Re: verbal abuse from a teacher

Quote:
Ahmad Abas wrote: View Post
Surely after evaluating all that you've done, you've already come to a conclusion on what's going on. Did you come here seeking validification? From peers or are you looking for father figures or big sisters to 'support' your decision?
I came here mainly to find out if verbal abuse was part of the normal training for uchideshi or something like that.

Quote:
Marc Abrams wrote: View Post
Hang around feces long enough you not only begin to smell like it, but you don't even recognize the smell as being disturbing any more.
Yes, that's the number 1 pushing factor to leave for me.

Alright, well, thank you everyone, I got my answers. Thanks for your help and support!
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Old 09-19-2011, 07:36 AM   #31
"aikidokaanonymno"
IP Hash: 407ac2cf
Anonymous User
Re: verbal abuse from a teacher

Quote:
Robin Boyd wrote: View Post
...Leaving is not running away, it is merely choosing a better option.

There are many good aikido teachers out there, and they do not treat their students like crap. You mentioned uchi-deshi being treated like crap in the old days. Well, I'm pretty sure that being treated like crap didn't make them better at aikido. It was merely the way things were done back then, particularly in Japan. We are talking about the period of time around WW2 when young men were expected to crash their planes into the enemy for the good of the country, and doctors were expected to perform vivisections on POWs. At that point in time, a lot of people were treated like crap with no good reason.

Your teacher may expect you to train hard, even to the point of exhaustion. He may expect you to make sacrifices in terms of your free time. He may challenge you to face your fears. What he may not do is yell at you, insult you, and take away your self-esteem. That is abuse, and there is no excuse for it.
Didn't see your reply until after I posted my own. Very good points, that haven't crossed my mind before. Thank you!
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Old 09-19-2011, 07:36 AM   #32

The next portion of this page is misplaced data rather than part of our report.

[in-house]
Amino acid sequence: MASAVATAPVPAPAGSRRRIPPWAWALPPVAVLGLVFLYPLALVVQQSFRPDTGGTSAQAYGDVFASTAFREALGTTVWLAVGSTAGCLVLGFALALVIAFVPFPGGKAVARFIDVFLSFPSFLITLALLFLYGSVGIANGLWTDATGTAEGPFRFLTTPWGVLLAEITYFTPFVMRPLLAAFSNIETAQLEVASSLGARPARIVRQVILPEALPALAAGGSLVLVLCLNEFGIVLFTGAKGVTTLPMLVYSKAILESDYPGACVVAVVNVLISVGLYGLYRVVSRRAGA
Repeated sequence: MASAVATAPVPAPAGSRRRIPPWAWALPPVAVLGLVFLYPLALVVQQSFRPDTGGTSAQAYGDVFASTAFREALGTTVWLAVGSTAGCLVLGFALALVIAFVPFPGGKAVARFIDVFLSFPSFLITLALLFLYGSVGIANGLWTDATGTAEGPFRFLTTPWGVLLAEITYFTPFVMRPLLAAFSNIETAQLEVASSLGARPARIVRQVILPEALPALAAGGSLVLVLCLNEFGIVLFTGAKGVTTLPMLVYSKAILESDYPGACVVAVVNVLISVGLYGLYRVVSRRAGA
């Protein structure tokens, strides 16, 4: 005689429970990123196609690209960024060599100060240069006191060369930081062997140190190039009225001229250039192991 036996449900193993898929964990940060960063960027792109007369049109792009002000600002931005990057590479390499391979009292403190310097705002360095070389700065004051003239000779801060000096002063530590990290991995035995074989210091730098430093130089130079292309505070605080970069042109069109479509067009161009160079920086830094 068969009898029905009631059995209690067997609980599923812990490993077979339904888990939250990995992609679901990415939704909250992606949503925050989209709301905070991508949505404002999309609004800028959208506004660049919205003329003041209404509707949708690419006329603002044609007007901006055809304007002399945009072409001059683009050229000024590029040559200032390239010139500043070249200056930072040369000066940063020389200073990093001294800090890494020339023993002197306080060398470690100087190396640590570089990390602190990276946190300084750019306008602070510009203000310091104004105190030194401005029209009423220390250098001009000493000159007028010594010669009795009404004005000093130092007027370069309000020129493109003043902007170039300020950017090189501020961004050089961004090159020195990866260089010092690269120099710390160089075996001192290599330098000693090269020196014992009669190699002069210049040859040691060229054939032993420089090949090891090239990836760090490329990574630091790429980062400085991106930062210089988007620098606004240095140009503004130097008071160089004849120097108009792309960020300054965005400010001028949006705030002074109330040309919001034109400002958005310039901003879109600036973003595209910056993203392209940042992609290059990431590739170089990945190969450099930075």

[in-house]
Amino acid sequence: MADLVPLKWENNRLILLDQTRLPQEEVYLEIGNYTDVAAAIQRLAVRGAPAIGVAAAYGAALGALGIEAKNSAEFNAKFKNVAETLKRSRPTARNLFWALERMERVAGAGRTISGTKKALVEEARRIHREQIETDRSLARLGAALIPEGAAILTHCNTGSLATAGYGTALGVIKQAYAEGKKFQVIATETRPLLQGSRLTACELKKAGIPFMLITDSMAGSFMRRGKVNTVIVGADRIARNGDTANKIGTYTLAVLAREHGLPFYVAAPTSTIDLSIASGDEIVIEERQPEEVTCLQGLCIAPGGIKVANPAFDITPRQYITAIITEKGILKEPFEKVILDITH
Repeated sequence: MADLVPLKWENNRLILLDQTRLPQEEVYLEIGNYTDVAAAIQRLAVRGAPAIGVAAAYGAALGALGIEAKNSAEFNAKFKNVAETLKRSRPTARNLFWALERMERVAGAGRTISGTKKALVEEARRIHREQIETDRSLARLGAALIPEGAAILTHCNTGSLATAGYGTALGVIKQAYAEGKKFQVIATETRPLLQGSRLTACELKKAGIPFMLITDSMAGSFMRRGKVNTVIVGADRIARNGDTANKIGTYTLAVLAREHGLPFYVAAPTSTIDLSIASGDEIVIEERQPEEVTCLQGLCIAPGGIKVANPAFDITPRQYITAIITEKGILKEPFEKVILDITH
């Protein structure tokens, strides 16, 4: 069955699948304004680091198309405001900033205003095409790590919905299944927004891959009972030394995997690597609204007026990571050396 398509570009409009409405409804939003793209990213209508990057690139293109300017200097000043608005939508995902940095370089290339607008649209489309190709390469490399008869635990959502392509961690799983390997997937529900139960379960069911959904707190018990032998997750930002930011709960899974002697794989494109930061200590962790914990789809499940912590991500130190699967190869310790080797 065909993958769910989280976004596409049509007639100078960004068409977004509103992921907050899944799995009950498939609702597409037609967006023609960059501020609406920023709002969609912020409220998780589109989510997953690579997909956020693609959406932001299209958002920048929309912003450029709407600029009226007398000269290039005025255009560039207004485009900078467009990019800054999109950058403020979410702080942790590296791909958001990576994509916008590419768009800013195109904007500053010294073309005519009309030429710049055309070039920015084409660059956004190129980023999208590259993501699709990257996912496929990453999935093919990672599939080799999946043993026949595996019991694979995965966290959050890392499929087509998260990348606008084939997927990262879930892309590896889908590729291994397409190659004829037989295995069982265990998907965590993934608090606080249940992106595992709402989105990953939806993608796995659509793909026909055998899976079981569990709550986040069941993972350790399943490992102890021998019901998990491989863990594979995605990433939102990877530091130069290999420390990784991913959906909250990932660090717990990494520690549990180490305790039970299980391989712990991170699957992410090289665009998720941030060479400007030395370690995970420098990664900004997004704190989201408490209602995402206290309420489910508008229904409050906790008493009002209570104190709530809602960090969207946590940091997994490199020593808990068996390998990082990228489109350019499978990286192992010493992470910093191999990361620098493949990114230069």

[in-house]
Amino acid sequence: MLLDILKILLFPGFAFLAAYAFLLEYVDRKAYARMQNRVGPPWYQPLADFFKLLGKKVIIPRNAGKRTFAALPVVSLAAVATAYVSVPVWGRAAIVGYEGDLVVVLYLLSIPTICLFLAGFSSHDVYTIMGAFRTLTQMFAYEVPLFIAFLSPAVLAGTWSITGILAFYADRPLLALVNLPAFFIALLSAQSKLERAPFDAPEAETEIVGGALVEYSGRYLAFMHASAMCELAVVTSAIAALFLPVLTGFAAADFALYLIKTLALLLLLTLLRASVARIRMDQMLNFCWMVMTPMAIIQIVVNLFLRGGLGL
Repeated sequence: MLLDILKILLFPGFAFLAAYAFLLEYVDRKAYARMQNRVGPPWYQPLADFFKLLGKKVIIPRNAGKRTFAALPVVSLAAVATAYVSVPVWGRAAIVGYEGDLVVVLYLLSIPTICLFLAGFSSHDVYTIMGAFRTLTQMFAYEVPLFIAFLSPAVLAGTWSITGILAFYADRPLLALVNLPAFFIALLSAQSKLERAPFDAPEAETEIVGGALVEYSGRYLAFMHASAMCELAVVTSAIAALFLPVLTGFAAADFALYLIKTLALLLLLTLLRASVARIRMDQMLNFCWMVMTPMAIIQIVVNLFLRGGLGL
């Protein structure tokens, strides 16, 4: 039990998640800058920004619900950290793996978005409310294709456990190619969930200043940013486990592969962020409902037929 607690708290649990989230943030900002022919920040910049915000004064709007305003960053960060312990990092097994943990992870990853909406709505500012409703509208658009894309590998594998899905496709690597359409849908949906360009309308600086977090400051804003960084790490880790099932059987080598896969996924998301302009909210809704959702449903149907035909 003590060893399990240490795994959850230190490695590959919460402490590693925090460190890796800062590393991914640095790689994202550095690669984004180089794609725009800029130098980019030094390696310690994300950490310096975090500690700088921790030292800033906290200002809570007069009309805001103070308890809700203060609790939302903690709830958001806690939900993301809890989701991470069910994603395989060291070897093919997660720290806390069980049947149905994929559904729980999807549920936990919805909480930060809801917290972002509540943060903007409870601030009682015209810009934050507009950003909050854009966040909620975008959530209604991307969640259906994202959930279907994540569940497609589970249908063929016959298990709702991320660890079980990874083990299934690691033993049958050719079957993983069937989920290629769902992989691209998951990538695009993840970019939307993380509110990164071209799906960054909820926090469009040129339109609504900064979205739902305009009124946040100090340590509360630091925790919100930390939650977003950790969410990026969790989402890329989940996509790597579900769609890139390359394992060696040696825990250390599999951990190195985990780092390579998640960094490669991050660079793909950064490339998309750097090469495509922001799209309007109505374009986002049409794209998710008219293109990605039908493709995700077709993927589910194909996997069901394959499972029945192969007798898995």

Mary Eastland
 
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Re: verbal abuse from a teacher

Have you asked yourself what you are getting out of the situation?
Have you asked yourself why you are reluctant to leave?

Maybe you need to get honest with yourself about the situation. Aikido training is not about giving your power away to an authority figure. Training is about developing your own power.

Your teacher can not take away your self esteem. You have to hand it to him. You have choices and more power than you can see right now. If you walk away, even for a short time you will be able to see your situation more clearly.
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Old 09-19-2011, 09:56 AM   #33
Michael Hackett
Dojo: Kenshinkan Dojo (Aikido of North County) Vista, CA
Location: Oceanside, California
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Re: verbal abuse from a teacher

Sorry, but the alarm bells are going off in my head here. This isn't simply abusive behavior and it isn't about some form of aikido teaching. This is grooming behavior and this guy is acting in a classic predatory manner.

Michael
"Leave the gun. Bring the cannoli."
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Old 09-19-2011, 11:07 AM   #34
Keith Larman
Location: California
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Re: verbal abuse from a teacher

Ya know, honestly my advice is really simple. Leave. Right now. There is no excuse in this day and age for that kind of crap. You don't need to be part of some idiot's "We're Cobra Kai" inadequacy compensation power wet-dream. There is no shortage of good instructors out there. You are not an indentured servant, you're not a slave, you're not a whipping post. You owe no explanation, no letter, no goodbye.

Do yourself a favor. Stand up, walk out, and walk away. Find something better for yourself because *no one * deserves that. Not today. Not ever.

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Old 09-19-2011, 04:11 PM   #35
lbb
Location: Massachusetts
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Re: verbal abuse from a teacher

Quote:
Anonymous User wrote: View Post
It's a bit difficult to start respecting myself again after a good 4 years of Sensei's rants. But, as you said, I think with the right people I can pull myself together again. You're right on every point, thank you.